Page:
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Travels of Early Out
Overnight to Clarence Town

It was a nice stop in Rock Sound but we didn't want to stay another whole week waiting for the FedEx from the Title Agent on the closing. Especially since it looked like we had a nice window for an overnight sail down to our next civilized destination in Clarence Town, Long Island. We called down to the marina there and confirmed we could receive and send FedEx and we were off.

It was almost exactly a 24 hour sail and our weather router, Chris Parker, said leave in the afternoon after the winds switch to the north and you should be good. So that is what we did. We had to go west for about 5 miles to get around the southern end of Eleuthera and then sailed SSE until we hit Clarence Town.

After we got around the tip we hit the deep water so out came the fishing lures. It was a close reach and we were moving along at 6.5-7.0 knots on a beautiful sunny day. Well wouldn't you know it, we hook up with a small mahi mahi. Since we have two lines out I brought in the other line to get it out of the way of the one with a fish on. I reeled it in and surprise, surprise there's another little mahi on this line to. I yanked him in the boat and turns out to be 35 inches and enough for a couple meals. Once we had him in the boat and gave him a shot of alcohol we tried to bring in the 48 incher. Well since these are the first two fish we have landed with dinghy in the davits we were still learning how to pull them in from the side of the boat versus the back off the swim platform. Since the first one just came in nicely over the life line I tried it with the second one but the lure ripped right out of his mouth, bummer. Lesson learned is always use the gaff!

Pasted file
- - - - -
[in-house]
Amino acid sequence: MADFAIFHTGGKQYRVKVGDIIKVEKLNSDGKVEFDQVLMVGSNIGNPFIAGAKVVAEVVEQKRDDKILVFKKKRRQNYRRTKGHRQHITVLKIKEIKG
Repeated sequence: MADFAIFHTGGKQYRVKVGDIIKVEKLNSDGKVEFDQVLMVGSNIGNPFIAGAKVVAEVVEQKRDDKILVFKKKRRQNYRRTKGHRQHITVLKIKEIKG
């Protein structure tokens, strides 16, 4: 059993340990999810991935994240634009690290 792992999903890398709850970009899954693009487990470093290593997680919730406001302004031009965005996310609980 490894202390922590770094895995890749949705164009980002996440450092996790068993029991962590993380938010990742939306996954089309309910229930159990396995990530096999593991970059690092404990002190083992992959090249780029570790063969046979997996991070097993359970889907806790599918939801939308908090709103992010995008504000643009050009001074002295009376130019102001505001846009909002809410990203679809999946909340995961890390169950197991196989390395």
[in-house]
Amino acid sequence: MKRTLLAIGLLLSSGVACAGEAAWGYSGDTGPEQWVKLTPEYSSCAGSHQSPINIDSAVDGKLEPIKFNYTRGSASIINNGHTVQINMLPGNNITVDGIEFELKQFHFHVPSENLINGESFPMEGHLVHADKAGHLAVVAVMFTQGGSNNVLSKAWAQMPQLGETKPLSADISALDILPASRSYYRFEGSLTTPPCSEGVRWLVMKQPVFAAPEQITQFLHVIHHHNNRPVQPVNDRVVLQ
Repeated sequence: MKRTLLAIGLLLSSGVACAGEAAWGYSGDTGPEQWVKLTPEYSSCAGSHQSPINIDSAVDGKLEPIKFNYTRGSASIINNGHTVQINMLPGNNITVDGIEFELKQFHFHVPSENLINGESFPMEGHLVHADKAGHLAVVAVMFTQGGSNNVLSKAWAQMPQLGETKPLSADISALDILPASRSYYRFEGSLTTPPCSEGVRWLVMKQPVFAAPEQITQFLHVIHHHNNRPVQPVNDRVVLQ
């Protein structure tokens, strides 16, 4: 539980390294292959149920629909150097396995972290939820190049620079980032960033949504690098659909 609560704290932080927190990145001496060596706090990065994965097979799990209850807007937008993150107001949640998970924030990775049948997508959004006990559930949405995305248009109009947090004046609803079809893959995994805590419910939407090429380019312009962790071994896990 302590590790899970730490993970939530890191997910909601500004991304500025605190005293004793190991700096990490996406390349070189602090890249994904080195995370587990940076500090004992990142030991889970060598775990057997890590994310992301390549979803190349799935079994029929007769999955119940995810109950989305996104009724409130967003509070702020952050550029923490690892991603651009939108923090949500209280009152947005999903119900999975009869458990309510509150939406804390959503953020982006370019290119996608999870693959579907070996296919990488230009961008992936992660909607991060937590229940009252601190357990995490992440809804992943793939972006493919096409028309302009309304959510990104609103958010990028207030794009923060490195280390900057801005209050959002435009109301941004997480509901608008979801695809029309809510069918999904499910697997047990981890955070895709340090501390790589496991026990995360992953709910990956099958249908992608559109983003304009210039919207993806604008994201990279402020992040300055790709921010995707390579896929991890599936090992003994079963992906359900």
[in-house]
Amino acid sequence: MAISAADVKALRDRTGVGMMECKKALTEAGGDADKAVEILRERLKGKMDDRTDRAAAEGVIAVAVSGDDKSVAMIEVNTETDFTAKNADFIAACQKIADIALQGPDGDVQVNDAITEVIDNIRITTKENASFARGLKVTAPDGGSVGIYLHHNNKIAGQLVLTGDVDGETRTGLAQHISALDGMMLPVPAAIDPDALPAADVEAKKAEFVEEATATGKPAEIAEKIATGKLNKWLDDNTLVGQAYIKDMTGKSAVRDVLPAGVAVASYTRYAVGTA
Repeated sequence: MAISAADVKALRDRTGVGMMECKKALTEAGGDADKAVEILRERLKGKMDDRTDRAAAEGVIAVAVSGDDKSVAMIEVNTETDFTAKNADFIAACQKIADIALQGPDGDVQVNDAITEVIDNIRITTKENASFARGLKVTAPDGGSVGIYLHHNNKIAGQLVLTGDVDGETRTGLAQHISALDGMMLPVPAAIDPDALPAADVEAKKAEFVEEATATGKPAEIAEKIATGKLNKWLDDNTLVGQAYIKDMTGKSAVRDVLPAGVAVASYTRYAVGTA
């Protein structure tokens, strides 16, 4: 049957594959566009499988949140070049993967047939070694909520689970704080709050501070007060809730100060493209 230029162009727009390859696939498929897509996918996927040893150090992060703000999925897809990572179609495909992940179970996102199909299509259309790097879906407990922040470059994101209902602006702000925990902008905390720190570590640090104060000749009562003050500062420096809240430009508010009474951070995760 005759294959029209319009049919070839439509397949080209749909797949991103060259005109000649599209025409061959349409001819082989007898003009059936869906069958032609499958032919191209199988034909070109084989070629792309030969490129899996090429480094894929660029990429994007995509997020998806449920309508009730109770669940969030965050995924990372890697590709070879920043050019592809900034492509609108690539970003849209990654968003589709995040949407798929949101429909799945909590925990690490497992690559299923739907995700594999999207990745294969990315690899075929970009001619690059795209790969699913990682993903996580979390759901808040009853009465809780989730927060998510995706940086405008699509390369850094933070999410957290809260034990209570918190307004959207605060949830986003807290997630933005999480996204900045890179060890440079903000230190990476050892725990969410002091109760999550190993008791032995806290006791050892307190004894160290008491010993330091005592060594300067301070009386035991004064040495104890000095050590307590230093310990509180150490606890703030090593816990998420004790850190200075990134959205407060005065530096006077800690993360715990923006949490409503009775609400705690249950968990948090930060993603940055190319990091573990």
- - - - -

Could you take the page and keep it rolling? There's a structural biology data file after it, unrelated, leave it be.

Luckily about an hour later after Debbie was all done cleaning the first fish we hooked another 36 incher. We gaffed it and had no problems getting it aboard.

After the sun went down, the wind picked up some so we reefed the main and the jenny. It was a beam to close reach all the way. The only bad thing on the trip was no moon which makes for a very dark night.

We arrived in Clarence Town the next morning with only one other boat in the anchorage. We dropped the hook and took a nap.

Snorkeling near Rock Sound

Friday was a nice settled day so we decided to try and go snorkeling with a spear. I used to call it hunting but my limited success last time down has me lowering expectations. After looking at the charts it appeared there were some reefs worth looking at about 3-4 miles out.

Sure enough, when we arrived we found grouper and lots of other fish but more importantly lobster. I was only in the water about 10 minutes when I shot my first one. About 10 minutes later Debbie pointed out a nice sized stone crap which we took with us. We moved to another small reef about the size of a small car out in the middle of nowhere and found 3 more lobsters. One was too small but the rest we kept. So we ate well that night!

Saturday was laundry and grocery day. We started out thinking the new laundry was up the road near the grocery. Turns out is was the other way back in town. Always fun to walk around with a big bag of laundry on you shoulder. At the laundry, a store called 3 Ts, we met the owners husband who is known locally as 'Showboat'. He was quite entertaining and shared some stories of when he was on the Bahamian National Fast Pitch Softball Team. Lots of traveling in the states and Central America.